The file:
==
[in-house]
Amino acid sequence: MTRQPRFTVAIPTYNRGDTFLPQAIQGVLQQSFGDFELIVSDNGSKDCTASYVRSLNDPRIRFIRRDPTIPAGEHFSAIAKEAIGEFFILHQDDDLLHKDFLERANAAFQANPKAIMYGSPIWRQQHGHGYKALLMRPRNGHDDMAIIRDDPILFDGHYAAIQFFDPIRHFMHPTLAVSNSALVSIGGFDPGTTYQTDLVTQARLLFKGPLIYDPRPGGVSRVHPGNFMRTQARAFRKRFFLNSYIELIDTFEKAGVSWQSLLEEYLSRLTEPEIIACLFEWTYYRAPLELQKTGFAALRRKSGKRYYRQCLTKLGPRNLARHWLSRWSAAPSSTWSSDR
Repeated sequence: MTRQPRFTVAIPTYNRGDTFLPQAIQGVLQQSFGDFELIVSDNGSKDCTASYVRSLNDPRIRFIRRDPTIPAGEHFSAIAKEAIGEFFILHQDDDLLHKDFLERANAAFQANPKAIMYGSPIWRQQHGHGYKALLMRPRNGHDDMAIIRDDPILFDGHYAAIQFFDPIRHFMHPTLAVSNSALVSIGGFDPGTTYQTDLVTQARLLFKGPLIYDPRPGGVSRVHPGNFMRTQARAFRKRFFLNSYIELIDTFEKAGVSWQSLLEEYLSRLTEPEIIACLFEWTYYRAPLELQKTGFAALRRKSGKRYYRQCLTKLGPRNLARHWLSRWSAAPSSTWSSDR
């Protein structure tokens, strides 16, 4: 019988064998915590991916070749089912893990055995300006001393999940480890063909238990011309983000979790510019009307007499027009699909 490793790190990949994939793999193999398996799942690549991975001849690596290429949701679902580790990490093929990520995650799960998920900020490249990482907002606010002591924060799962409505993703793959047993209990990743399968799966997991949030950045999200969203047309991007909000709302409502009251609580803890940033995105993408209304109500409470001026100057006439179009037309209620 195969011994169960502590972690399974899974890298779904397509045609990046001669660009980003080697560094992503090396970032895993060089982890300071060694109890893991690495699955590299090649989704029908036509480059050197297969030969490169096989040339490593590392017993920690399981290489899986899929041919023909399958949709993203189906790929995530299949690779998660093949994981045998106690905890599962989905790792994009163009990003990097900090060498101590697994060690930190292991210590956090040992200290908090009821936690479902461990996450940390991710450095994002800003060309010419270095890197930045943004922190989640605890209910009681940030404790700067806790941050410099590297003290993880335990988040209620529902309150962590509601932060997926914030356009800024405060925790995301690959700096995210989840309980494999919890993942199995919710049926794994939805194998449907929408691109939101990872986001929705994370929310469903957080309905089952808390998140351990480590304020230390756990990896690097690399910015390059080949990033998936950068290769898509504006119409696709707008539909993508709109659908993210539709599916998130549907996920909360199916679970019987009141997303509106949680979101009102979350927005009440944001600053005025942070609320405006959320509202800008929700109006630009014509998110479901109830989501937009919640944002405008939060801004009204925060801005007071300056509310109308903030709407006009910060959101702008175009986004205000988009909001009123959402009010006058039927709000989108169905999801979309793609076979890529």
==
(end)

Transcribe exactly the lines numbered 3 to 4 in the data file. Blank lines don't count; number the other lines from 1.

Repeated sequence: MTRQPRFTVAIPTYNRGDTFLPQAIQGVLQQSFGDFELIVSDNGSKDCTASYVRSLNDPRIRFIRRDPTIPAGEHFSAIAKEAIGEFFILHQDDDLLHKDFLERANAAFQANPKAIMYGSPIWRQQHGHGYKALLMRPRNGHDDMAIIRDDPILFDGHYAAIQFFDPIRHFMHPTLAVSNSALVSIGGFDPGTTYQTDLVTQARLLFKGPLIYDPRPGGVSRVHPGNFMRTQARAFRKRFFLNSYIELIDTFEKAGVSWQSLLEEYLSRLTEPEIIACLFEWTYYRAPLELQKTGFAALRRKSGKRYYRQCLTKLGPRNLARHWLSRWSAAPSSTWSSDR
């Protein structure tokens, strides 16, 4: 019988064998915590991916070749089912893990055995300006001393999940480890063909238990011309983000979790510019009307007499027009699909 490793790190990949994939793999193999398996799942690549991975001849690596290429949701679902580790990490093929990520995650799960998920900020490249990482907002606010002591924060799962409505993703793959047993209990990743399968799966997991949030950045999200969203047309991007909000709302409502009251609580803890940033995105993408209304109500409470001026100057006439179009037309209620 195969011994169960502590972690399974899974890298779904397509045609990046001669660009980003080697560094992503090396970032895993060089982890300071060694109890893991690495699955590299090649989704029908036509480059050197297969030969490169096989040339490593590392017993920690399981290489899986899929041919023909399958949709993203189906790929995530299949690779998660093949994981045998106690905890599962989905790792994009163009990003990097900090060498101590697994060690930190292991210590956090040992200290908090009821936690479902461990996450940390991710450095994002800003060309010419270095890197930045943004922190989640605890209910009681940030404790700067806790941050410099590297003290993880335990988040209620529902309150962590509601932060997926914030356009800024405060925790995301690959700096995210989840309980494999919890993942199995919710049926794994939805194998449907929408691109939101990872986001929705994370929310469903957080309905089952808390998140351990480590304020230390756990990896690097690399910015390059080949990033998936950068290769898509504006119409696709707008539909993508709109659908993210539709599916998130549907996920909360199916679970019987009141997303509106949680979101009102979350927005009440944001600053005025942070609320405006959320509202800008929700109006630009014509998110479901109830989501937009919640944002405008939060801004009204925060801005007071300056509310109308903030709407006009910060959101702008175009986004205000988009909001009123959402009010006058039927709000989108169905999801979309793609076979890529």